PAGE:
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Glass knives were used in antiquity due to their natural sharpness and the ease with which they could be manufactured. In modern electron microscopy, glass knives are used to make the ultrathin sections needed for imaging. Diamond knives are also extremely sharp, and the edge lasts much better than glass, but they are extremely expensive.
Beginning in the Stone Age, glass knives (and other tools, such as arrowheads) were produced through a process known as knapping or lithic reduction. Although such bladed tools were often made of stone, naturally occurring glasses such as obsidian, natural volcanic glass, were also commonly used.
From the 1920s through the 1940s, Dur-X glass fruit and cake knives were sold for use in kitchens under a 1938 US Patent. Before the wide availability of inexpensive stainless steel cutlery they were used for cutting citrus fruit, tomatoes, and other acidic foods, the flavor of which would be tainted by steel knives and which would stain ordinary steel knives. They were molded in tempered glass with ground edges.
Modern glass knives were once the blade of choice for the ultra-thin sectioning required in transmission electron microscopy because they can be manufactured by hand and are sharper than softer metal blades; the crystalline structure of metals makes it impossible to obtain a continuous edge with the sharpness of broken glass. The advent of diamond knives, which keep their edge much longer and are more suitable for cutting hard materials, quickly relegated glass knives to a second-rate status. However, some labs still use glass knives because they are several thousand times less expensive than diamond knives. A common practice is to use a glass knife to cut the block which contains the sample to near the location of the specimen to be examined; then the glass knife is replaced by a diamond blade for the actual ultrathin sectioning; this extends the life of the diamond blade, used only when its superior performance is critical. Obsidian can be used to make very sharp knives; obsidian surgical scalpels are available commercially. All these blades are brittle and very easily broken if not used with care.
Glass knives can be produced by hand using pliers with two raised bumps on one jaw and a single bump between the two bumps on the opposing jaw, but special machines called "knife-makers" are used in most electron microscopy laboratories to ensure repeatable results. The glass used typically starts out as 1-inch-wide (25 mm) strips of 1⁄4-inch-thick (6.4 mm) plate glass, which is cut into 1 inch (2.5 cm) squares. The glass square is then scored across the diagonal with a steel or tungsten carbide glass-cutting wheel to determine where the square will break, and pressure is then applied gradually across the opposite diagonal until the square breaks. This technique provides two usable knife edges, one on each of the two resulting triangles. The better the break is aligned with the diagonal, the better the cutting edge.
To make glass square: Align the glass bar so that the end is resting against the arresting stud and the side is against the angle setting plate. The angle setting plate should be set at 80° or 90°. Hold and lower clamping head onto strip with locking lever and tighten slightly to secure glass in a level position. Do not bounce the scorer on the glass. Select scoring position to parallel (marked with lines). Score glass by pulling scoring wheel across glass from back to front with continuous smooth stroke. Score should be distinct but not heavy enough to produce splinters of glass. Break glass by turning breaking knob clockwise slowly until glass begins to break. After glass breaks, turn breaking knob fully counter-clockwise to initial position. Lift clamping head, assisting with your hand, push scoring shaft back in, and remove the glass square with fork.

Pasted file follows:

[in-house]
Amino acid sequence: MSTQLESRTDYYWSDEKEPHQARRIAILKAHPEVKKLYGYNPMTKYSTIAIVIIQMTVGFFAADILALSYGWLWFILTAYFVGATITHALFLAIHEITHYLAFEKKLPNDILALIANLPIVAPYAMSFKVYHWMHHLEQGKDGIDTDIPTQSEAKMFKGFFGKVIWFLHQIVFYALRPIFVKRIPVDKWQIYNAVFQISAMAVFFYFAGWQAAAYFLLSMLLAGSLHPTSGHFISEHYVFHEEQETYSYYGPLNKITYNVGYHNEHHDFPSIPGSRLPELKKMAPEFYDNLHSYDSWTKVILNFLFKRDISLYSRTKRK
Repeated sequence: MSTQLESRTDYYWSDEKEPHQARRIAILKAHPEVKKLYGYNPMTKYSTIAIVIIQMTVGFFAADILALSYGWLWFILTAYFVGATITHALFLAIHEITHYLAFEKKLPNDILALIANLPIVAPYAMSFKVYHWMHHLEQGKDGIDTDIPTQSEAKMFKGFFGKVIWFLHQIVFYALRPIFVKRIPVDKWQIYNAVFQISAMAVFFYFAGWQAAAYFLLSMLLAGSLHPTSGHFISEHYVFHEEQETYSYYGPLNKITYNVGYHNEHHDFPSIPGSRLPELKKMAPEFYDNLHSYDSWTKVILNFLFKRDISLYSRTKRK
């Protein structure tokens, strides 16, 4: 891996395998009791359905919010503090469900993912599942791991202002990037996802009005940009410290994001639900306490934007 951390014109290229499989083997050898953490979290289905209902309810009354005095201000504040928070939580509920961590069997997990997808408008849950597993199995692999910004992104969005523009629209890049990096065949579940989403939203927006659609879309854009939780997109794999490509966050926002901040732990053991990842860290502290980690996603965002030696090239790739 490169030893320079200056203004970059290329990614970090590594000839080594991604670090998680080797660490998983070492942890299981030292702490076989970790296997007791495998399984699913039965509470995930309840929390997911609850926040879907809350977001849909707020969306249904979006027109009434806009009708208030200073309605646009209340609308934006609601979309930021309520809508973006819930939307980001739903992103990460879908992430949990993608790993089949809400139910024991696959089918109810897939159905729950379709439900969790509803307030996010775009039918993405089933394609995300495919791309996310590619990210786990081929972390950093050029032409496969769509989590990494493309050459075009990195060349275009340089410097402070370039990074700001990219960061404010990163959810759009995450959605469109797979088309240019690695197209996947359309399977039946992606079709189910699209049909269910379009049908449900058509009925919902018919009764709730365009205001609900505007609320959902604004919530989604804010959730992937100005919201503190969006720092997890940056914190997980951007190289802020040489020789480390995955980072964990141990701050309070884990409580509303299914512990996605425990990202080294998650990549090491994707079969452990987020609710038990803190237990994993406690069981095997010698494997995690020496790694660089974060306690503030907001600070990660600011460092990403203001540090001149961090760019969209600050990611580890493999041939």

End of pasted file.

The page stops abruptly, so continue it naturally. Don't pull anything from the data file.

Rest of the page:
To make glass knives:
Turn the glass squire ¼ turn counterclockwise (see figure on the machine), put on top of breaking pins by inserting lower left edge between white guiding rings of front glass holder. Lower rear glass holder onto upper left edge of square by pushing in and turning counter-clockwise to disengage the knob. Select scoring position marked with a diamond and 25 for 25mm glass. Lower the head, score, break and remove the glass as before. Scoring marks should be no more than 0.2 mm away from the upper left and lower right edges of center line. The upper edge of the left triangle and the lower edge of the right triangle are the knives. These edges should not be touched. 
To check knives:
View the glass knife with a dissecting scope. Good knife should have a narrow shoulder (<0.2mm), and as faint a pressure curve as possible. For either thick or thin sectioning, examine the knife edge directly to locate any edge imperfections, whiskers, contamination or fingerprints on the back of the knife. For thin sectioning, bounce light off the front edge of the knife. Any lines running parallel to the stress mark which sweeps from the left may result in knife marks. The best knives do not show this artifact. The sharpest edge is to the left generally, and the most durable surface is to the right (but left of the whiskers) 
To put boats (troughs) on knives:
Use a commercial plastic boat, or use aluminum tape or electrical tape to make a boat. Seal with nail polish. Stick on double-sized tape and stored in a dust-free box. The knives are recommended to be used within a few days. 
In popular culture
- Glass knives are the weapon of choice of the antagonist Dmitri "Raven" Ravinoff in the novel Snow Crash because they are undetectable by security systems and reputed to be molecule-thin at the edges, sharp enough to penetrate bulletproof vests.